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variety of services, including exercise classes, hot meals and medical check-ups, now has added computer and internet training to its roster of offerings. >> today we're here for facebook one, the starter kit. >> reporter: the day we visited, there was a class about how to use facebook, the popular social networking site. >> so these are the people who want to contact me? >> reporter: about 15 seniors listened intently as instructors walked them step-by-step through the process of how to set up an account, look for friends and open up attachments and links. >> reporter: instructor andres gonzalez says often his elderly students need even more basic instructions, like how to use a mouse and keyboard. >> there's a fear of touching it. of being in the room with it. so what we do in the first class we go over the equipment, how to touch it. unless you're banging it, you're not going to break it.
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>> reporter: but helping seniors overcome this digital divide is a daunting task. the pew research center estimates that only about half of all americans over the age of 65 use the internet. that number is certainly up from the year 2000 when just 13% were online. but still, with more and more information being offered digitally, from banking statements to government forms and medical records, seniors who don't use the internet will be left behind. rigo saborio, the director at st. barnabas says getting seniors digitally connected is vital to their long-term health and well-being. >> it's really about opening your horizons to access services and info that is available to truly transform their lives. its going to have a profound
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impact on health, mental health, physical health and financial health. i think it's critical that we do what we can to enable people to have greater access to health and financial information through the computer system. >> reporter: one of the great barriers for many seniors is, of course, the cost. that's one reason st. barnabas established a cyber cafe where, for a small monthly fee, seniors get unlimited use of the computers, wi-fi and one-on-one help with technical questions. the center is now working to raise money to buy laptops and tablets which could be lent to people who cant afford them. st barnabas is also expanding its mobile technology program, setting up laptops, mobile hotspots and offering classes to homebound people in low-income and retirement communities.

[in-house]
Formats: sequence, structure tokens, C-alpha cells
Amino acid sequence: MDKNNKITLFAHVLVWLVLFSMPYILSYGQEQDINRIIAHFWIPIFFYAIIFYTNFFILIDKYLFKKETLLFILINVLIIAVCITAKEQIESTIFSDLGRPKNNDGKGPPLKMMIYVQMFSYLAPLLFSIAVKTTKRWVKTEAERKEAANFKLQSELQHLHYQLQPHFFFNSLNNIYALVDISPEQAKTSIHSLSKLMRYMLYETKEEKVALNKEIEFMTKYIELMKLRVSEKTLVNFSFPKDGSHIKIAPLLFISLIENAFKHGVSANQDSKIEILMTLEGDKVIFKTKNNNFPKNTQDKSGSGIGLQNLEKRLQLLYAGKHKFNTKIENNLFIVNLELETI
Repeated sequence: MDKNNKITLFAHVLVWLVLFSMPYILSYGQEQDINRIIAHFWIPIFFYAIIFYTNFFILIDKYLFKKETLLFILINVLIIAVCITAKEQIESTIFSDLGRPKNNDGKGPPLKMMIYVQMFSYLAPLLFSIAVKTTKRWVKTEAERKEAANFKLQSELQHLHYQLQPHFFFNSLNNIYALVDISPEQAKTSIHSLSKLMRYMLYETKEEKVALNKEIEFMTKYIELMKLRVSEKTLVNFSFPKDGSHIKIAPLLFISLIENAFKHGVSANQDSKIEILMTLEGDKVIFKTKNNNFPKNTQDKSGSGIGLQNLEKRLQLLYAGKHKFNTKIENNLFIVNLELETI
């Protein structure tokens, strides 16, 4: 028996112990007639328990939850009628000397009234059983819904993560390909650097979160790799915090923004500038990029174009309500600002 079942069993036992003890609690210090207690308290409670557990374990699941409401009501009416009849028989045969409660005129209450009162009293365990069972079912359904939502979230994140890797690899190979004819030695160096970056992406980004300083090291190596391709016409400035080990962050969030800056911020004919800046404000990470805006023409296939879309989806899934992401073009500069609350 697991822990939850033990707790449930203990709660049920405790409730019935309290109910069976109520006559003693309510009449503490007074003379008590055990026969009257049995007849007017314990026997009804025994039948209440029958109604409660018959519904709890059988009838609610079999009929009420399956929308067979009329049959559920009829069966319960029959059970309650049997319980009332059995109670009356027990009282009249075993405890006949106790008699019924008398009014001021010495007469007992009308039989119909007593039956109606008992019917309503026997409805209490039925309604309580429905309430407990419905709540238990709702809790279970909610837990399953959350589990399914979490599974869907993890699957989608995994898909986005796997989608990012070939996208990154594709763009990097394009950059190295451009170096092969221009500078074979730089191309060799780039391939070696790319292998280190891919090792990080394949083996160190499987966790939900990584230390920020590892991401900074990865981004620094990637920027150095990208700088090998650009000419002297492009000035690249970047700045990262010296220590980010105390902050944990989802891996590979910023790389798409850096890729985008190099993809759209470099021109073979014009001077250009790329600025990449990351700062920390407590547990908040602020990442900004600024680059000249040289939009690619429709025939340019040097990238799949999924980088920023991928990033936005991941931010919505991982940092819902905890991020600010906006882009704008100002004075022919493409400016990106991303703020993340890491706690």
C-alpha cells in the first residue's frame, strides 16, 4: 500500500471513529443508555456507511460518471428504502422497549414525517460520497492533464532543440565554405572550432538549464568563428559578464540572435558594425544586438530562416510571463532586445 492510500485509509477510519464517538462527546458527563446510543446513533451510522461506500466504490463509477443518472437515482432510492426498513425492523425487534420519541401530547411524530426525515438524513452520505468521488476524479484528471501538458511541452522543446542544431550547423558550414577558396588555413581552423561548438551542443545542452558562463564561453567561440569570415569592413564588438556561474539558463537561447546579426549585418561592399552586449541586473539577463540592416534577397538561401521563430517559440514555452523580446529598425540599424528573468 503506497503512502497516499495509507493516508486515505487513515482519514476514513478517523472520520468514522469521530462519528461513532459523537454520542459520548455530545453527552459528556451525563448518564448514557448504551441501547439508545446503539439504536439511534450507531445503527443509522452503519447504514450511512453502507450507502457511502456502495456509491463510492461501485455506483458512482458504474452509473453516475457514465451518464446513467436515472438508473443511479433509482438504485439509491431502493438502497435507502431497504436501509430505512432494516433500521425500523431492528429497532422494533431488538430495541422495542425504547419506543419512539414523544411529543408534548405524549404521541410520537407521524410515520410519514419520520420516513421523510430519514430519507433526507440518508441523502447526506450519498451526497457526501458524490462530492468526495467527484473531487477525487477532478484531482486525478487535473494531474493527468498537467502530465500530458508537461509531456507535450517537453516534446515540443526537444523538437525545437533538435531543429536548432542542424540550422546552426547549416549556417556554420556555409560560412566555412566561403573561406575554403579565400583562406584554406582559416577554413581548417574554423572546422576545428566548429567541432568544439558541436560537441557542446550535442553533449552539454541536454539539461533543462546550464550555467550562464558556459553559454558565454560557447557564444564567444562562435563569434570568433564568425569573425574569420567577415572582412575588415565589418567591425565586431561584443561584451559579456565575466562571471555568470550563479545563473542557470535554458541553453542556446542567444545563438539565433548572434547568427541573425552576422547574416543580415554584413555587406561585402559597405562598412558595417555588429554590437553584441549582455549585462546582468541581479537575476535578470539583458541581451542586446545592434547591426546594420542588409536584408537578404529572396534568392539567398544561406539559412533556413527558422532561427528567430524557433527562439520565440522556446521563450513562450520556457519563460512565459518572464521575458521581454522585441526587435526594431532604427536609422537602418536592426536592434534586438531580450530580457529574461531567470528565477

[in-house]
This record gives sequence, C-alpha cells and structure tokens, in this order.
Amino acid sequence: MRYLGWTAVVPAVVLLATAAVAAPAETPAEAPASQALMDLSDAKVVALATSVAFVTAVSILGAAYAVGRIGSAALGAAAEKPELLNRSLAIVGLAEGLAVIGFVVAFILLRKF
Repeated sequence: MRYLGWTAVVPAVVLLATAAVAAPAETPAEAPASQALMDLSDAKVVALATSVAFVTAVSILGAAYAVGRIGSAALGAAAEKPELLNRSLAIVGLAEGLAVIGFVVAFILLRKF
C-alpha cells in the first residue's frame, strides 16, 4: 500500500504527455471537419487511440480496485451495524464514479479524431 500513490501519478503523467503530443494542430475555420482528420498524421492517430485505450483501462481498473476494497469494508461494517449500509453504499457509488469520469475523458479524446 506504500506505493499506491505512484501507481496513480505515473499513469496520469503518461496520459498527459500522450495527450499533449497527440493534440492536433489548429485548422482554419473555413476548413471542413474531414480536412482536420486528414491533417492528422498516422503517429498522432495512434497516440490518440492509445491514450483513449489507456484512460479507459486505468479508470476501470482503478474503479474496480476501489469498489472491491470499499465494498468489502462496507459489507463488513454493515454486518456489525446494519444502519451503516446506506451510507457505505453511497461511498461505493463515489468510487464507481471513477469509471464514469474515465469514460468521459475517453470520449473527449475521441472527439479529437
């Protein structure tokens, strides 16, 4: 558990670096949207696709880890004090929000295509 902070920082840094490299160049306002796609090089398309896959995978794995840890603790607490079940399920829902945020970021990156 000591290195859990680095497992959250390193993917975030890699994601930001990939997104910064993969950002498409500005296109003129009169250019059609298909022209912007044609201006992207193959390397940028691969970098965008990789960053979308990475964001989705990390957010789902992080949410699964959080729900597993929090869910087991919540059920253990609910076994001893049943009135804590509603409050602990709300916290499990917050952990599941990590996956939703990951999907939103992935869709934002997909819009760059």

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>> they feel like there's a sense of freedom and opportunity in that process. when they're able to use email and able to communicate with a friend or loved one far away, there's a big smile. it just makes your day and you know you're making a difference. >>i like to see friends of mine that i haven't seen physically in a couple of years >> reporter: thats certainly been the case for seventy-eight year old philip white. he says he was initially slow to embrace certain kinds of social media on the computer. but he now regularly comes to the cyber cafe to check in on facebook and use skype to make video calls with friends around the world. >> a friend called me from new jersey and were chatting away and i put up a photo of my brother and my kids. and its great. you just put them up there and chat about whatever there is. >> reporter: and that's one of the encouraging things about computer use and the elderly: once they are exposed to the internet, they do use it.
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according to that same pew study, 70% of seniors who have internet access use it on a daily basis. the number using social networking sites has increased 150% over the last two years. with 45% of senior internet users saying they use facebook. >> woodruff: much of the national focus on improving health care has centered on the expansion of coverage that's starting to take effect. but a report out today says it's time for the country to pay more attention to the socio-economic conditions that play a role in health outcomes, especially for lower-income americans. the recommendations, issued by a non partisan commission created by the robert wood johnson foundation, call for new investments like pre-k education for children under five.